One of the first questions we hear at the beginning of the film, as Lena is being something between interrogated and debriefed, is “What did you eat?” Her group had rations for two weeks but survived for months. “I don’t remember eating,” she says. Later we will see the group, dazed, trying to remember what has happened and trying to figure out how much time has gone by based on how much food is gone. They do not know where they are or how long they have been there. Their communications technology does not work. Even the most basic technology, a compass directed only by the magnetism of the North Pole, does not work. They are literally disoriented. The women are there because of their expertise in science, but they cannot even manage some of the most fundamental cognitive tasks. They are not sure whether they cn trust each other. They are there to observe and report but they cannot trust their perceptions or analysis.

And we may not be able to trust our own. This movie puts its cards on the table with an opening that reveals the end. This will be an escape room/haunted house set in the wilds of the Florida swamp story with Lena as the “final girl,” the last woman standing. “It all goes back to the first cell,” we hear Lena tell her class of biology students. Cells do not die; they reproduce. Everything alive is a piece of the first cell. As the women on this mission have to decide whether they want to understand or fight the shimmer, another option presents itself.

Garland uses luscious, even seductive visuals in the verdant Florida swamp setting to beguile and horrify us, sometimes both at once. This is more than mind-bending; it is mind-expanding, something of an intellectual shimmer creating a cognitive distortion of its own.

Parents should know that this film includes extended peril and violence with many characters injured and killed and some very grisly and disturbing images, guns, grenade, fire, suicide, animal attacks, some strong language, and explicit sexual situations.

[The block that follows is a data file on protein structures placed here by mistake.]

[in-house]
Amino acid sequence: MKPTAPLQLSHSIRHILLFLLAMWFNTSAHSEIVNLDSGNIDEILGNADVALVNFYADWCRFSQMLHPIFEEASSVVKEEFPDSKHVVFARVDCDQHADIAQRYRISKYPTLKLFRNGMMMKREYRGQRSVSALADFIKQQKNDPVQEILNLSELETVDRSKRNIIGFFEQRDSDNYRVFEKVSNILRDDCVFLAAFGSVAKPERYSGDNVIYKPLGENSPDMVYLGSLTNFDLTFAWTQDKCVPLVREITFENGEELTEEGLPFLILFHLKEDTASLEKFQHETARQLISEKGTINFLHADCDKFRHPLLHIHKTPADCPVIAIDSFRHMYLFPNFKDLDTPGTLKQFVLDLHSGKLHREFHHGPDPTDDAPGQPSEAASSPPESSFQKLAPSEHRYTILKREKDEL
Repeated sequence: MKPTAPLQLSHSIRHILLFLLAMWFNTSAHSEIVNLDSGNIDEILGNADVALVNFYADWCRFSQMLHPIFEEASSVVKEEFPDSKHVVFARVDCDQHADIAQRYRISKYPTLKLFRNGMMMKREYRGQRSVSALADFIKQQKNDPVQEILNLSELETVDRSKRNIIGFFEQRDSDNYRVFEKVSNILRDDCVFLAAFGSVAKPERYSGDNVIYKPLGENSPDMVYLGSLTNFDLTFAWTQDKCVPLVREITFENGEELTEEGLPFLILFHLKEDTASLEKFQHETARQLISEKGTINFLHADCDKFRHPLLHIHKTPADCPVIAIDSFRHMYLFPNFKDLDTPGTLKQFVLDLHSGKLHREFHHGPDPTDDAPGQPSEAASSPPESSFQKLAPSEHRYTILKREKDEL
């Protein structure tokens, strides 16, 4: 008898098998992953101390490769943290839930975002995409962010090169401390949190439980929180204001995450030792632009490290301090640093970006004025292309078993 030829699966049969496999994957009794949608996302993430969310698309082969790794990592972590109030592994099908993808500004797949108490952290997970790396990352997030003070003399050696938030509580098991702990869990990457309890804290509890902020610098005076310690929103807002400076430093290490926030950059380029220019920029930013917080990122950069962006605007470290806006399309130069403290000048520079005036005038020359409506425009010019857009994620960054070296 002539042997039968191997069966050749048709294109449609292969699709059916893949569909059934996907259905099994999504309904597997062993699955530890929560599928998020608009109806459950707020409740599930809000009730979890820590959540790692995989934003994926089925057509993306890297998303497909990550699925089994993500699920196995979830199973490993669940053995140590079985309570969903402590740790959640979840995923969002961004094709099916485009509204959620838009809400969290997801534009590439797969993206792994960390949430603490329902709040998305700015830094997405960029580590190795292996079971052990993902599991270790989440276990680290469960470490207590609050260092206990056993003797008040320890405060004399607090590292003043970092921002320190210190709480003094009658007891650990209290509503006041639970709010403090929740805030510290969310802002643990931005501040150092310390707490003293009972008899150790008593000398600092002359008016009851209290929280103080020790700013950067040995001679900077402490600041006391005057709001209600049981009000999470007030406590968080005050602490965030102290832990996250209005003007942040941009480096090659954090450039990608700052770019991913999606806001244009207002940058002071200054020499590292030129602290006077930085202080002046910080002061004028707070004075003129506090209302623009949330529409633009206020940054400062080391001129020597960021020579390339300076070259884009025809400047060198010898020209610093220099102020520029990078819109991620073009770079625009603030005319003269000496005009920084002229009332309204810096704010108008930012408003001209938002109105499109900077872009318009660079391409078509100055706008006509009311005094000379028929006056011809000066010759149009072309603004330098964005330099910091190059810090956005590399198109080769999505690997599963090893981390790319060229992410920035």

Family discussion: Why did Lena say she owed it to Kane to go on the mission? Why didn’t she tell the other women about her relationship to Kane? What would you do if you were in charge of containing the Shimmer? What is the relationship of this story to Lena’s lecture about cells?

If you like this, try: “Arrival,” “Invasion of the Body Snatchers,” “Solaris,” “2001: A Space Odyssey,” “Midnight Special,” and “Coherence”

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Interview: Alex Garland of “Ex Machina”

Posted on May 1, 2015 at 3:39 pm

Copyright A24 2015
Copyright A24 2015

Alex Garland is the screenwriter of thought-provoking sci-fi films like “28 Days Later” and “Never Let Me Go.”  He wrote and for the first time directed “Ex Machina,” a fascinating story about Caleb, a computer programmer (Domhnall Gleeson), invited to the remote home of Nathan, a reclusive genius (Oscar Isaac), to evaluate a new artificial intelligence persona in the body of a lovely female robot called Ava, with the exquisite face and voice of actress Alicia Vikander.  Nathan tells Caleb to perform a “Turing test” but as he and we learn, he is really the one being tested.  There’s a reason the Turing test is blind.  Ava’s programming and appearance are designed to play into Caleb’s susceptibilities.